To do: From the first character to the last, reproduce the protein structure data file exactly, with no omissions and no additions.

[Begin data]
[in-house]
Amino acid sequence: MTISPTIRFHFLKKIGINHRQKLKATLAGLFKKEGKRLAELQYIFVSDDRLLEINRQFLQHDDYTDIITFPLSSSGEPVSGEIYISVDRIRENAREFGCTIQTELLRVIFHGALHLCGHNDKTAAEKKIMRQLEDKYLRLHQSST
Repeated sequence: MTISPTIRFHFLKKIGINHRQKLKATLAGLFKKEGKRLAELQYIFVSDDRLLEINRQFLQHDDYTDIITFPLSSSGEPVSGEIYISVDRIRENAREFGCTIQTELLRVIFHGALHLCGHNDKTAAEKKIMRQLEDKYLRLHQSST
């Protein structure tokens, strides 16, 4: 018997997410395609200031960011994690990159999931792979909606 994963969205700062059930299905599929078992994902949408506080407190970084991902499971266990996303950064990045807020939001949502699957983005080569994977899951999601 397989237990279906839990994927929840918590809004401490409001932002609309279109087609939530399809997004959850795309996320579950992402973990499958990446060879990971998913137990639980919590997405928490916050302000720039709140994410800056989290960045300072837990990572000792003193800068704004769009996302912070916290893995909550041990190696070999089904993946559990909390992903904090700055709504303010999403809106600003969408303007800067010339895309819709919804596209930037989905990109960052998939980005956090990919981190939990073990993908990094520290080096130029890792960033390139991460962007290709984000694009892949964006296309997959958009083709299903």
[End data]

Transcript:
[in-house]
Amino acid sequence: MTISPTIRFHFLKKIGINHRQKLKATLAGLFKKEGKRLAELQYIFVSDDRLLEINRQFLQHDDYTDIITFPLSSSGEPVSGEIYISVDRIRENAREFGCTIQTELLRVIFHGALHLCGHNDKTAAEKKIMRQLEDKYLRLHQSST
Repeated sequence: MTISPTIRFHFLKKIGINHRQKLKATLAGLFKKEGKRLAELQYIFVSDDRLLEINRQFLQHDDYTDIITFPLSSSGEPVSGEIYISVDRIRENAREFGCTIQTELLRVIFHGALHLCGHNDKTAAEKKIMRQLEDKYLRLHQSST
């Protein structure tokens, strides 16, 4: 018997997410395609200031960011994690990159999931792979909606 994963969205700062059930299905599929078992994902949408506080407190970084991902499971266990996303950064990045807020939001949502699957983005080569994977899951999601 397989237990279906839990994927929840918590809004401490409001932002609309279109087609939530399809997004959850795309996320579950992402973990499958990446060879990971998913137990639980919590997405928490916050302000720039709140994410800056989290960045300072837990990572000792003193800068704004769009996302912070916290893995909550041990190696070999089904993946559990909390992903904090700055709504303010999403809106600003969408303007800067010339895309819709919804596209930037989905990109960052998939980005956090990919981190939990073990993908990094520290080096130029890792960033390139991460962007290709984000694009892949964006296309997959958009083709299903």